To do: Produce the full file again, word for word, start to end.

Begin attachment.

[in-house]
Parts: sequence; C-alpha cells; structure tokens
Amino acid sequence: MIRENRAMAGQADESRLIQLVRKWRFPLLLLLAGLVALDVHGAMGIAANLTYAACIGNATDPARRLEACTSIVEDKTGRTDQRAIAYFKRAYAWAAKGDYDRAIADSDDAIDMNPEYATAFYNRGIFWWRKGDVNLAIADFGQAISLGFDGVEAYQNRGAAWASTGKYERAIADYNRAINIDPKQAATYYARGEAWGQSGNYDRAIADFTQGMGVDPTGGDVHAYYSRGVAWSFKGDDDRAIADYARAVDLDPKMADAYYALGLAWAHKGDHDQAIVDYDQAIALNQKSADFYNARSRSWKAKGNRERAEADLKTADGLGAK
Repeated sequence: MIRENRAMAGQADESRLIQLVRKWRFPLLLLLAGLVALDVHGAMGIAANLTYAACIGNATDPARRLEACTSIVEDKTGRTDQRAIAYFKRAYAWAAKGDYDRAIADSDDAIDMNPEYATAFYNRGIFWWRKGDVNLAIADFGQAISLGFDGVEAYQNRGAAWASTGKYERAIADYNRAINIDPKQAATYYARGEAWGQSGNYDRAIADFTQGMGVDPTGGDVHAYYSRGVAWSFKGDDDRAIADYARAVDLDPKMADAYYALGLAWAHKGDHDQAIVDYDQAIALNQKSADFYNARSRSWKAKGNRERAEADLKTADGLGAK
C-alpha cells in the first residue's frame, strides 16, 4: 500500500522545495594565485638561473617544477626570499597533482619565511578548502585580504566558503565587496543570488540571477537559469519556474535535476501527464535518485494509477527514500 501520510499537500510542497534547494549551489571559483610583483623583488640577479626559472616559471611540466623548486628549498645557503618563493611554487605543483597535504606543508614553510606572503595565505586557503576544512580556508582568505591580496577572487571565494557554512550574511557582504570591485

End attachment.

[in-house]
Parts: sequence; C-alpha cells; structure tokens
Amino acid sequence: MIRENRAMAGQADESRLIQLVRKWRFPLLLLLAGLVALDVHGAMGIAANLTYAACIGNATDPARRLEACTSIVEDKTGRTDQRAIAYFKRAYAWAAKGDYDRAIADSDDAIDMNPEYATAFYNRGIFWWRKGDVNLAIADFGQAISLGFDGVEAYQNRGAAWASTGKYERAIADYNRAINIDPKQAATYYARGEAWGQSGNYDRAIADFTQGMGVDPTGGDVHAYYSRGVAWSFKGDDDRAIADYARAVDLDPKMADAYYALGLAWAHKGDHDQAIVDYDQAIALNQKSADFYNARSRSWKAKGNRERAEADLKTADGLGAK
Repeated sequence: MIRENRAMAGQADESRLIQLVRKWRFPLLLLLAGLVALDVHGAMGIAANLTYAACIGNATDPARRLEACTSIVEDKTGRTDQRAIAYFKRAYAWAAKGDYDRAIADSDDAIDMNPEYATAFYNRGIFWWRKGDVNLAIADFGQAISLGFDGVEAYQNRGAAWASTGKYERAIADYNRAINIDPKQAATYYARGEAWGQSGNYDRAIADFTQGMGVDPTGGDVHAYYSRGVAWSFKGDDDRAIADYARAVDLDPKMADAYYALGLAWAHKGDHDQAIVDYDQAIALNQKSADFYNARSRSWKAKGNRERAEADLKTADGLGAK
C-alpha cells in the first residue's frame, strides 16, 4: 500500500522545495594565485638561473617544477626570499597533482619565511578548502585580504566558503565587496543570488540571477537559469519556474535535476501527464535518485494509477527514500 501520510499537500510542497534547494549551489571559483610583483623583488640577479626559472616559471611540466623548486628549498645557503618563493611554487605543483597535504606543508614553510606572503595565505586557503576544512580556508582568505591580496577572487571565494557554512550574511557582504570591485